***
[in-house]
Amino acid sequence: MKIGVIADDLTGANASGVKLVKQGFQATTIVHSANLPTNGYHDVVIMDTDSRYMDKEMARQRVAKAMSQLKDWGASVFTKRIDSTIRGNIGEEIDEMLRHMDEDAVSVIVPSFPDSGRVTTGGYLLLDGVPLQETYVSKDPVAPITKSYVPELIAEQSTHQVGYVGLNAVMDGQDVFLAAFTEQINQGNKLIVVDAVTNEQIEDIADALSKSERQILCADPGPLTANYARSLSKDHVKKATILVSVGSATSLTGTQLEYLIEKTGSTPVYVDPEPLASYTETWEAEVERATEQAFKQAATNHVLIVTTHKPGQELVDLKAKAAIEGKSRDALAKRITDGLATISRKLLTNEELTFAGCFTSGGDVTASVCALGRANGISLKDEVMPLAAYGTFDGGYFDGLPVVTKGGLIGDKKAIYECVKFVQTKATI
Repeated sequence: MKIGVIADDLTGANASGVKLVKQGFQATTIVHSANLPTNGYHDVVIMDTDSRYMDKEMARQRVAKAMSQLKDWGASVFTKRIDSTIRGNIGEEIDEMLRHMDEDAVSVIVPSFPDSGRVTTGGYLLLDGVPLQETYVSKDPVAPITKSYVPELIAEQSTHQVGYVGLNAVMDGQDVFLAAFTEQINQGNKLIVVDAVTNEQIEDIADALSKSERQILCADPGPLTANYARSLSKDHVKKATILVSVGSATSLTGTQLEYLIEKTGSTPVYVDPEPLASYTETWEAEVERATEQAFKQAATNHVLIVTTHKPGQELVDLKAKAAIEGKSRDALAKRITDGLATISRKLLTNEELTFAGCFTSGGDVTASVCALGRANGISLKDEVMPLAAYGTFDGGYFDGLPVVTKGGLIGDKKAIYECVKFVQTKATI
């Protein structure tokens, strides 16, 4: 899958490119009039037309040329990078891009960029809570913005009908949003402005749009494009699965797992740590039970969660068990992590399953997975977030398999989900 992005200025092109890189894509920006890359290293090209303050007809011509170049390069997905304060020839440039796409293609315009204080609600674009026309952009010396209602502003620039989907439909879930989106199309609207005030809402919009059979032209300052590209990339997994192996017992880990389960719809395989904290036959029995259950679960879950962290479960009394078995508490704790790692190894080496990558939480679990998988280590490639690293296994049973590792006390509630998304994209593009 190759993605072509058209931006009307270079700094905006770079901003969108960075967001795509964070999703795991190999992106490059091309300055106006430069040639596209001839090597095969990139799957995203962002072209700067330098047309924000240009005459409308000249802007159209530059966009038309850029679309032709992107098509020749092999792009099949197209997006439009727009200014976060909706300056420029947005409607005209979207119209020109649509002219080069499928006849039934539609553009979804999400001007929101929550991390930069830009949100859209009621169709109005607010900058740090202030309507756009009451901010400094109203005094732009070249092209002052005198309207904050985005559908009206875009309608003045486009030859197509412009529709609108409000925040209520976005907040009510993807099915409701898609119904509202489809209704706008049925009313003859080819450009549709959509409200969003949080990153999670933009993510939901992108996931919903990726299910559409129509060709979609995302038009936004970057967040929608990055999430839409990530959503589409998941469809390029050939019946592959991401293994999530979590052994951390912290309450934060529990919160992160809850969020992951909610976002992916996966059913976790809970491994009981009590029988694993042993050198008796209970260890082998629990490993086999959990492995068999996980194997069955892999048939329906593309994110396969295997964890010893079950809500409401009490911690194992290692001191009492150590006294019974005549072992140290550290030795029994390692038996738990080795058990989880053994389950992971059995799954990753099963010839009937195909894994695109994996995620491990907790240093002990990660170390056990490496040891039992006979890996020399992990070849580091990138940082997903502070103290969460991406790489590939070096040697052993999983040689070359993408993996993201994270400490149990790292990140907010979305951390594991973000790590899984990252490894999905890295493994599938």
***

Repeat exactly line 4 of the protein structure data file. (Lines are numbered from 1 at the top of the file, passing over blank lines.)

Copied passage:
């Protein structure tokens, strides 16, 4: 899958490119009039037309040329990078891009960029809570913005009908949003402005749009494009699965797992740590039970969660068990992590399953997975977030398999989900 992005200025092109890189894509920006890359290293090209303050007809011509170049390069997905304060020839440039796409293609315009204080609600674009026309952009010396209602502003620039989907439909879930989106199309609207005030809402919009059979032209300052590209990339997994192996017992880990389960719809395989904290036959029995259950679960879950962290479960009394078995508490704790790692190894080496990558939480679990998988280590490639690293296994049973590792006390509630998304994209593009 190759993605072509058209931006009307270079700094905006770079901003969108960075967001795509964070999703795991190999992106490059091309300055106006430069040639596209001839090597095969990139799957995203962002072209700067330098047309924000240009005459409308000249802007159209530059966009038309850029679309032709992107098509020749092999792009099949197209997006439009727009200014976060909706300056420029947005409607005209979207119209020109649509002219080069499928006849039934539609553009979804999400001007929101929550991390930069830009949100859209009621169709109005607010900058740090202030309507756009009451901010400094109203005094732009070249092209002052005198309207904050985005559908009206875009309608003045486009030859197509412009529709609108409000925040209520976005907040009510993807099915409701898609119904509202489809209704706008049925009313003859080819450009549709959509409200969003949080990153999670933009993510939901992108996931919903990726299910559409129509060709979609995302038009936004970057967040929608990055999430839409990530959503589409998941469809390029050939019946592959991401293994999530979590052994951390912290309450934060529990919160992160809850969020992951909610976002992916996966059913976790809970491994009981009590029988694993042993050198008796209970260890082998629990490993086999959990492995068999996980194997069955892999048939329906593309994110396969295997964890010893079950809500409401009490911690194992290692001191009492150590006294019974005549072992140290550290030795029994390692038996738990080795058990989880053994389950992971059995799954990753099963010839009937195909894994695109994996995620491990907790240093002990990660170390056990490496040891039992006979890996020399992990070849580091990138940082997903502070103290969460991406790489590939070096040697052993999983040689070359993408993996993201994270400490149990790292990140907010979305951390594991973000790590899984990252490894999905890295493994599938």